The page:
While many proteins have been classified as ISGs over the years, most of them remain uncharacterized. As part of an RNA interference (RNAi) screen targeting 100 putative ISGs, several potential ISGs with previously undescribed contributions to IFN-mediated restriction of IAVs were identified. In the second part of this thesis, I focused on studying the Tre2/Bub2/Cdc16 (TBC) domain-containing protein RAB GTPase-activating protein 1 like (RABGAP1L) as a potent host factor restricting IAV. Surprisingly, its expression itself was not detectably induced by IFN, indicating that RABGAP1L is not a classical highly inducible ISG, while its antiviral activity was greatly potentiated by the action of IFN. RABGAP1L further restricted several RNA viruses known to enter host cells via endocytosis. Truncation mapping and site-directed mutagenesis revealed that a catalytically active TBC domain is required for the antiviral activity. Using proximity labeling proteomics to study the RABGAP1L interactome, we discovered its association with proteins involved in endosomal sorting, maturation and trafficking. In line with this, immunofluorescence-based assays uncovered that RABGAP1L expression disrupts endosomal functions and restricts early IAV entry. The work described in this second part of the thesis reports the discovery of a previously undescribed IAV restriction factor that limits early infection by disruption of the endosomal pathway.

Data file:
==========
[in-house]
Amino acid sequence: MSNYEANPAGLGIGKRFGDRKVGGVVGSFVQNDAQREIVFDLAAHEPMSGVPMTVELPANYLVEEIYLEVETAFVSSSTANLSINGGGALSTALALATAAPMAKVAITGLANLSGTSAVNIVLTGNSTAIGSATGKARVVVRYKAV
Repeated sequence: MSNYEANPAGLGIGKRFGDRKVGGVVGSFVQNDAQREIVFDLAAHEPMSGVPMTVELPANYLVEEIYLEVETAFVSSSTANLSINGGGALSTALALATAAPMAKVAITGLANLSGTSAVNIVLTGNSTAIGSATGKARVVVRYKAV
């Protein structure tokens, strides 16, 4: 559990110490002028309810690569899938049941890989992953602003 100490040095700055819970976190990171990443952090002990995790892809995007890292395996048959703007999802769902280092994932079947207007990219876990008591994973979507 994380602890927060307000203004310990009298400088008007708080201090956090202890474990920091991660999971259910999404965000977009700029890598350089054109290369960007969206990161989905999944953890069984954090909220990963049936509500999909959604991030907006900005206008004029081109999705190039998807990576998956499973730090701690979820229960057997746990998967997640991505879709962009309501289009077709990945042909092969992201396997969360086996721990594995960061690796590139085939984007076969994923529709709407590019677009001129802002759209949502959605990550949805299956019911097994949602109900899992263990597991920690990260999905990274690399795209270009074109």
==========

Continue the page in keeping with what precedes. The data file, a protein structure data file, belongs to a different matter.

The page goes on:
Abstract

Influenza A viruses (IAVs) and coronaviruses (CoVs) are respiratory pathogens that cause seasonal infections in humans and occasional pandemics, as last seen by the 2009 H1N1 influenza virus (Swine flu) pandemic and the current severe acute respiratory syndrome coronavirus 2 (SARS-CoV-2) pandemic. Both viruses heavily rely on the host cell machinery for replication, highlighting the tight interplay between host and pathogens. While viruses exploit host functions for their own benefit, the host cell in turn triggers effective antiviral signaling pathways, such as the interferon (IFN) response. The IFN pathway is an important barrier to infections and part of the innate immune defense system. The immediate activation upon infection triggers a signaling cascade that leads to the induction of hundreds of IFN-stimulated genes (ISGs), some of which possess profound antiviral activities. Understanding the mechanisms and pathways involved in the interplay between virus and host is a prerequisite in the development of antiviral therapies and vaccines.